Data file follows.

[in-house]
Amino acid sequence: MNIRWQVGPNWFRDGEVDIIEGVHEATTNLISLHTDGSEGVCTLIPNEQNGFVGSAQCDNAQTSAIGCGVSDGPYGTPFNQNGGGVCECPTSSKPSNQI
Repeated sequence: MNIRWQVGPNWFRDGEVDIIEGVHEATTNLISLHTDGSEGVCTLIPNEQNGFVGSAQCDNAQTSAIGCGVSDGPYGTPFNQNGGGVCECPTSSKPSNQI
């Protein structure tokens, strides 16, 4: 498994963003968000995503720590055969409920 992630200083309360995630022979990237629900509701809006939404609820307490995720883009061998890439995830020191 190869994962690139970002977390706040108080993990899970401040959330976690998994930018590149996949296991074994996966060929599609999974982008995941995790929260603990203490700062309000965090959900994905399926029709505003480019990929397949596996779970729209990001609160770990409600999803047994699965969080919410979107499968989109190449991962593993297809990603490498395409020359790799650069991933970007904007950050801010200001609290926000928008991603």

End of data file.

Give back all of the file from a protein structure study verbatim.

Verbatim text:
[in-house]
Amino acid sequence: MNIRWQVGPNWFRDGEVDIIEGVHEATTNLISLHTDGSEGVCTLIPNEQNGFVGSAQCDNAQTSAIGCGVSDGPYGTPFNQNGGGVCECPTSSKPSNQI
Repeated sequence: MNIRWQVGPNWFRDGEVDIIEGVHEATTNLISLHTDGSEGVCTLIPNEQNGFVGSAQCDNAQTSAIGCGVSDGPYGTPFNQNGGGVCECPTSSKPSNQI
């Protein structure tokens, strides 16, 4: 498994963003968000995503720590055969409920 992630200083309360995630022979990237629900509701809006939404609820307490995720883009061998890439995830020191 190869994962690139970002977390706040108080993990899970401040959330976690998994930018590149996949296991074994996966060929599609999974982008995941995790929260603990203490700062309000965090959900994905399926029709505003480019990929397949596996779970729209990001609160770990409600999803047994699965969080919410979107499968989109190449991962593993297809990603490498395409020359790799650069991933970007904007950050801010200001609290926000928008991603």